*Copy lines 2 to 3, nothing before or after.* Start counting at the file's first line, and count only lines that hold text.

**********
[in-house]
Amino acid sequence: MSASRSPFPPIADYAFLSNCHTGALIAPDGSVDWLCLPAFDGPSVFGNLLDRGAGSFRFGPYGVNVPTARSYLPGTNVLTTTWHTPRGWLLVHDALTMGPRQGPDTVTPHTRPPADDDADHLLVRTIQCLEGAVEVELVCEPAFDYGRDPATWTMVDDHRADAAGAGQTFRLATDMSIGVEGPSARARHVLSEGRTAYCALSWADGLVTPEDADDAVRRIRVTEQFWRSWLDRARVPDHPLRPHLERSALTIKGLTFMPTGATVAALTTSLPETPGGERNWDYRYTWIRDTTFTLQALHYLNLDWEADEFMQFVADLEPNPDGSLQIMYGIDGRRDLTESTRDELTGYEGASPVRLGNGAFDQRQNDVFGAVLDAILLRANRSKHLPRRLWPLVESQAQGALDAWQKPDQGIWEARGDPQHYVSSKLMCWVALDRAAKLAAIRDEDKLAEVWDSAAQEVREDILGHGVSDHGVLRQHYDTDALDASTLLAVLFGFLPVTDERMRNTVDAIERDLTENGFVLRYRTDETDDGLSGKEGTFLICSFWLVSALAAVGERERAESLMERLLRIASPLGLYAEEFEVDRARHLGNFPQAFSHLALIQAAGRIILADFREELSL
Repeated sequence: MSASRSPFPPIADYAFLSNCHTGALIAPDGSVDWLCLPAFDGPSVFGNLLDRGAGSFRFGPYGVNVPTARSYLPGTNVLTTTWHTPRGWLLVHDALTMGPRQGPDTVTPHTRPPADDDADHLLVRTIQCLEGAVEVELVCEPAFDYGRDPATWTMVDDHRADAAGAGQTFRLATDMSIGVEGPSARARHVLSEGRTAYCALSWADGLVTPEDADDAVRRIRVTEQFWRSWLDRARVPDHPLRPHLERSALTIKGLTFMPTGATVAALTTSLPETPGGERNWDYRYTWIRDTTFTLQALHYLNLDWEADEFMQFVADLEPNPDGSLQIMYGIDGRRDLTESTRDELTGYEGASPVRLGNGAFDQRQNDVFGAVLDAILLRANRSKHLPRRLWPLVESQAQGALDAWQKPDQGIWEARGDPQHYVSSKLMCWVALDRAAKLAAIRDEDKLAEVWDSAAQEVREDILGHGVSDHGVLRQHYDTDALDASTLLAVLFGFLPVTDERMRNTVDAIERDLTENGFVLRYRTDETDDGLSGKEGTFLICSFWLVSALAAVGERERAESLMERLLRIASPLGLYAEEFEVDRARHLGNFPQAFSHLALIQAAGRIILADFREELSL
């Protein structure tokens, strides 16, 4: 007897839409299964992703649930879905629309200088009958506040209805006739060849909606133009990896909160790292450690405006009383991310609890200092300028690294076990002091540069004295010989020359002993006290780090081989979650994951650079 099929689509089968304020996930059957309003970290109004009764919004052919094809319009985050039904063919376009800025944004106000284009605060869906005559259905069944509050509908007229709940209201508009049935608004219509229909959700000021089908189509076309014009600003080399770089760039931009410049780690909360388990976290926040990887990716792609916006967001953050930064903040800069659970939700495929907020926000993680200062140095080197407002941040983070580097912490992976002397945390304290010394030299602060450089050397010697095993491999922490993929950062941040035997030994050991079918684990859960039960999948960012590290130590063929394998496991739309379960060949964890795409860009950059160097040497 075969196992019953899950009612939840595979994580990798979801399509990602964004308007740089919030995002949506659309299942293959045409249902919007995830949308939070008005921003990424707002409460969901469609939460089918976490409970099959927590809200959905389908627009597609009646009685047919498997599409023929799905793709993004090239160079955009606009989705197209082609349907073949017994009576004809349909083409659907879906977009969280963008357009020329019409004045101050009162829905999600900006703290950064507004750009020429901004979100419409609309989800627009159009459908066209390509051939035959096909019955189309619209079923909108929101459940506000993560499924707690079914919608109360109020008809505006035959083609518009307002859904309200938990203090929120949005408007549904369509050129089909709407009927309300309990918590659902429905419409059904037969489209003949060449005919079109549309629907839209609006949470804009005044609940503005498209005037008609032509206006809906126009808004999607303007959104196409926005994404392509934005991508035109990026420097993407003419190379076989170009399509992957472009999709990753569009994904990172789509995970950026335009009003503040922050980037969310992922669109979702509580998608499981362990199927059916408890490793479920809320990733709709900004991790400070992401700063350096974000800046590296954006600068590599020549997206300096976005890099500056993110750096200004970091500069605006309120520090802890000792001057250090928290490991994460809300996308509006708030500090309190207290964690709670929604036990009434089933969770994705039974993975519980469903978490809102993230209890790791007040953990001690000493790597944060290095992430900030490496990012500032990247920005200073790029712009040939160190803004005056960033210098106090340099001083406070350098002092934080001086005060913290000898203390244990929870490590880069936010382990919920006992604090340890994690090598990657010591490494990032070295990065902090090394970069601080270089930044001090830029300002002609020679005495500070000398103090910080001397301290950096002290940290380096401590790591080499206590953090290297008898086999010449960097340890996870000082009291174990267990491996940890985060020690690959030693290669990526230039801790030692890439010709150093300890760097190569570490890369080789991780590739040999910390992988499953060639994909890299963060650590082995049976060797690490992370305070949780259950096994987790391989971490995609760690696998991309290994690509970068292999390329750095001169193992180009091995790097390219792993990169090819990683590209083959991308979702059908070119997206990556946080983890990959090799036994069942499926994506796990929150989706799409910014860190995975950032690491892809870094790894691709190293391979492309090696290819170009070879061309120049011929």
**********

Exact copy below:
Amino acid sequence: MSASRSPFPPIADYAFLSNCHTGALIAPDGSVDWLCLPAFDGPSVFGNLLDRGAGSFRFGPYGVNVPTARSYLPGTNVLTTTWHTPRGWLLVHDALTMGPRQGPDTVTPHTRPPADDDADHLLVRTIQCLEGAVEVELVCEPAFDYGRDPATWTMVDDHRADAAGAGQTFRLATDMSIGVEGPSARARHVLSEGRTAYCALSWADGLVTPEDADDAVRRIRVTEQFWRSWLDRARVPDHPLRPHLERSALTIKGLTFMPTGATVAALTTSLPETPGGERNWDYRYTWIRDTTFTLQALHYLNLDWEADEFMQFVADLEPNPDGSLQIMYGIDGRRDLTESTRDELTGYEGASPVRLGNGAFDQRQNDVFGAVLDAILLRANRSKHLPRRLWPLVESQAQGALDAWQKPDQGIWEARGDPQHYVSSKLMCWVALDRAAKLAAIRDEDKLAEVWDSAAQEVREDILGHGVSDHGVLRQHYDTDALDASTLLAVLFGFLPVTDERMRNTVDAIERDLTENGFVLRYRTDETDDGLSGKEGTFLICSFWLVSALAAVGERERAESLMERLLRIASPLGLYAEEFEVDRARHLGNFPQAFSHLALIQAAGRIILADFREELSL
Repeated sequence: MSASRSPFPPIADYAFLSNCHTGALIAPDGSVDWLCLPAFDGPSVFGNLLDRGAGSFRFGPYGVNVPTARSYLPGTNVLTTTWHTPRGWLLVHDALTMGPRQGPDTVTPHTRPPADDDADHLLVRTIQCLEGAVEVELVCEPAFDYGRDPATWTMVDDHRADAAGAGQTFRLATDMSIGVEGPSARARHVLSEGRTAYCALSWADGLVTPEDADDAVRRIRVTEQFWRSWLDRARVPDHPLRPHLERSALTIKGLTFMPTGATVAALTTSLPETPGGERNWDYRYTWIRDTTFTLQALHYLNLDWEADEFMQFVADLEPNPDGSLQIMYGIDGRRDLTESTRDELTGYEGASPVRLGNGAFDQRQNDVFGAVLDAILLRANRSKHLPRRLWPLVESQAQGALDAWQKPDQGIWEARGDPQHYVSSKLMCWVALDRAAKLAAIRDEDKLAEVWDSAAQEVREDILGHGVSDHGVLRQHYDTDALDASTLLAVLFGFLPVTDERMRNTVDAIERDLTENGFVLRYRTDETDDGLSGKEGTFLICSFWLVSALAAVGERERAESLMERLLRIASPLGLYAEEFEVDRARHLGNFPQAFSHLALIQAAGRIILADFREELSL